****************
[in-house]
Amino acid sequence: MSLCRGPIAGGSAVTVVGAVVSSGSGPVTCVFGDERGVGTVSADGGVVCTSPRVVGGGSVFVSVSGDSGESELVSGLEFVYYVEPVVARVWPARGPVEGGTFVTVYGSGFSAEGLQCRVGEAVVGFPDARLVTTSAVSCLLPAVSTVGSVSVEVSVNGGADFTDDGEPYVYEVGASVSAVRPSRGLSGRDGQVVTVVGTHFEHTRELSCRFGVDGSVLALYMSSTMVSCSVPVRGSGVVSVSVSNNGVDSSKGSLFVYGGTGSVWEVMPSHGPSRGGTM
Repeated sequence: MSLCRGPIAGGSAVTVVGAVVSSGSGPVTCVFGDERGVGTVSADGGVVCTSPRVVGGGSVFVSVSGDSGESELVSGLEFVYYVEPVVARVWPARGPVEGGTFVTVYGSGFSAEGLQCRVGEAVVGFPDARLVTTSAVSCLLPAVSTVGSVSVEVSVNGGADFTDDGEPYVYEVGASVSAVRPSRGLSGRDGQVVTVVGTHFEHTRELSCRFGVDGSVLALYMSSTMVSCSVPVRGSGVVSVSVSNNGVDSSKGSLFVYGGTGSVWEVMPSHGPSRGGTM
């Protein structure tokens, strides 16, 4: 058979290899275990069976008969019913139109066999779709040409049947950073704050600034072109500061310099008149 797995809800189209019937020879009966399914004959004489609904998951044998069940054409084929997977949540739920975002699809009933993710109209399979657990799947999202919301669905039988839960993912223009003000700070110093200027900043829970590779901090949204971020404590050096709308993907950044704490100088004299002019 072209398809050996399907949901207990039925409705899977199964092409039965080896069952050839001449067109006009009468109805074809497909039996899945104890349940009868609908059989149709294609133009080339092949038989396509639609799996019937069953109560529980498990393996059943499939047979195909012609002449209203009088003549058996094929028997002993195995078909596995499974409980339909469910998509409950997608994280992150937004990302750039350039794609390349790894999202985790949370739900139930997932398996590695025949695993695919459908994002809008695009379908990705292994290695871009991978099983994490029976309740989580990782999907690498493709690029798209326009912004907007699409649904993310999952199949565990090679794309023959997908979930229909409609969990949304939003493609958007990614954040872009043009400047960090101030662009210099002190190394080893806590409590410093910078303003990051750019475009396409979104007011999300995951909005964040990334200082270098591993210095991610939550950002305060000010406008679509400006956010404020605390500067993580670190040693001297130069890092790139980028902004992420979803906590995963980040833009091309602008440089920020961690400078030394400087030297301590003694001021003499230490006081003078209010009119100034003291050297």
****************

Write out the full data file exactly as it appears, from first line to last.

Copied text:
[in-house]
Amino acid sequence: MSLCRGPIAGGSAVTVVGAVVSSGSGPVTCVFGDERGVGTVSADGGVVCTSPRVVGGGSVFVSVSGDSGESELVSGLEFVYYVEPVVARVWPARGPVEGGTFVTVYGSGFSAEGLQCRVGEAVVGFPDARLVTTSAVSCLLPAVSTVGSVSVEVSVNGGADFTDDGEPYVYEVGASVSAVRPSRGLSGRDGQVVTVVGTHFEHTRELSCRFGVDGSVLALYMSSTMVSCSVPVRGSGVVSVSVSNNGVDSSKGSLFVYGGTGSVWEVMPSHGPSRGGTM
Repeated sequence: MSLCRGPIAGGSAVTVVGAVVSSGSGPVTCVFGDERGVGTVSADGGVVCTSPRVVGGGSVFVSVSGDSGESELVSGLEFVYYVEPVVARVWPARGPVEGGTFVTVYGSGFSAEGLQCRVGEAVVGFPDARLVTTSAVSCLLPAVSTVGSVSVEVSVNGGADFTDDGEPYVYEVGASVSAVRPSRGLSGRDGQVVTVVGTHFEHTRELSCRFGVDGSVLALYMSSTMVSCSVPVRGSGVVSVSVSNNGVDSSKGSLFVYGGTGSVWEVMPSHGPSRGGTM
């Protein structure tokens, strides 16, 4: 058979290899275990069976008969019913139109066999779709040409049947950073704050600034072109500061310099008149 797995809800189209019937020879009966399914004959004489609904998951044998069940054409084929997977949540739920975002699809009933993710109209399979657990799947999202919301669905039988839960993912223009003000700070110093200027900043829970590779901090949204971020404590050096709308993907950044704490100088004299002019 072209398809050996399907949901207990039925409705899977199964092409039965080896069952050839001449067109006009009468109805074809497909039996899945104890349940009868609908059989149709294609133009080339092949038989396509639609799996019937069953109560529980498990393996059943499939047979195909012609002449209203009088003549058996094929028997002993195995078909596995499974409980339909469910998509409950997608994280992150937004990302750039350039794609390349790894999202985790949370739900139930997932398996590695025949695993695919459908994002809008695009379908990705292994290695871009991978099983994490029976309740989580990782999907690498493709690029798209326009912004907007699409649904993310999952199949565990090679794309023959997908979930229909409609969990949304939003493609958007990614954040872009043009400047960090101030662009210099002190190394080893806590409590410093910078303003990051750019475009396409979104007011999300995951909005964040990334200082270098591993210095991610939550950002305060000010406008679509400006956010404020605390500067993580670190040693001297130069890092790139980028902004992420979803906590995963980040833009091309602008440089920020961690400078030394400087030297301590003694001021003499230490006081003078209010009119100034003291050297």